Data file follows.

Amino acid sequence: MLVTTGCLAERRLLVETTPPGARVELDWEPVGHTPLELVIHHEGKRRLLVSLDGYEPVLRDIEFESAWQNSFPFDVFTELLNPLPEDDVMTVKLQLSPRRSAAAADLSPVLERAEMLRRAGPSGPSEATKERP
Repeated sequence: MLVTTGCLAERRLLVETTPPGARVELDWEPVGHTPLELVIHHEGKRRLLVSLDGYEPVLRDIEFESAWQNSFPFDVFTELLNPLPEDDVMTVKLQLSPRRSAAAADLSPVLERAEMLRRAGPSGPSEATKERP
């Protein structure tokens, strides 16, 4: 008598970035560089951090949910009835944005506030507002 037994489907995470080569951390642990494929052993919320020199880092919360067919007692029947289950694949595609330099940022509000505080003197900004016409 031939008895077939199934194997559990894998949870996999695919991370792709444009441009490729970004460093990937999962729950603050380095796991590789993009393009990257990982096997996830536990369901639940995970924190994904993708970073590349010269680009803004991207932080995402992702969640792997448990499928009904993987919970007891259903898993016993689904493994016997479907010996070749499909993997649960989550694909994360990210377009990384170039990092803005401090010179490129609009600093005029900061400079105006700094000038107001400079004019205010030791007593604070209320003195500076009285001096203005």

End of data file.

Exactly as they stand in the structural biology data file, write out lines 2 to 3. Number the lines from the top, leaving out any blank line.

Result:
Repeated sequence: MLVTTGCLAERRLLVETTPPGARVELDWEPVGHTPLELVIHHEGKRRLLVSLDGYEPVLRDIEFESAWQNSFPFDVFTELLNPLPEDDVMTVKLQLSPRRSAAAADLSPVLERAEMLRRAGPSGPSEATKERP
């Protein structure tokens, strides 16, 4: 008598970035560089951090949910009835944005506030507002 037994489907995470080569951390642990494929052993919320020199880092919360067919007692029947289950694949595609330099940022509000505080003197900004016409 031939008895077939199934194997559990894998949870996999695919991370792709444009441009490729970004460093990937999962729950603050380095796991590789993009393009990257990982096997996830536990369901639940995970924190994904993708970073590349010269680009803004991207932080995402992702969640792997448990499928009904993987919970007891259903898993016993689904493994016997479907010996070749499909993997649960989550694909994360990210377009990384170039990092803005401090010179490129609009600093005029900061400079105006700094000038107001400079004019205010030791007593604070209320003195500076009285001096203005």